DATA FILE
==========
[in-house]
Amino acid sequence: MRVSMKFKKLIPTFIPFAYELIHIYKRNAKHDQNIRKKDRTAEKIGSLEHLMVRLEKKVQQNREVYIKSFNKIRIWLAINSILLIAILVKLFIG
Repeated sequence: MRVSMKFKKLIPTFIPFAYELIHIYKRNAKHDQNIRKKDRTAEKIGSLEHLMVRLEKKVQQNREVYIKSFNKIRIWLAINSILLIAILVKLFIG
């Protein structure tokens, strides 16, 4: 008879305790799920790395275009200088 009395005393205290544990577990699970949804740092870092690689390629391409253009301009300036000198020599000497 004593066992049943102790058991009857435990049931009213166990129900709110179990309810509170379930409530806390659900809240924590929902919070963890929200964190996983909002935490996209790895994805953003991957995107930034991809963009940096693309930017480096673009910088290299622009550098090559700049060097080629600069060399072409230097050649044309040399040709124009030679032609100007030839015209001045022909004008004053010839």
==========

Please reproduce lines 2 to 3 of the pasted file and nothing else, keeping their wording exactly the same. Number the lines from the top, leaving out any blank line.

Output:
Amino acid sequence: MRVSMKFKKLIPTFIPFAYELIHIYKRNAKHDQNIRKKDRTAEKIGSLEHLMVRLEKKVQQNREVYIKSFNKIRIWLAINSILLIAILVKLFIG
Repeated sequence: MRVSMKFKKLIPTFIPFAYELIHIYKRNAKHDQNIRKKDRTAEKIGSLEHLMVRLEKKVQQNREVYIKSFNKIRIWLAINSILLIAILVKLFIG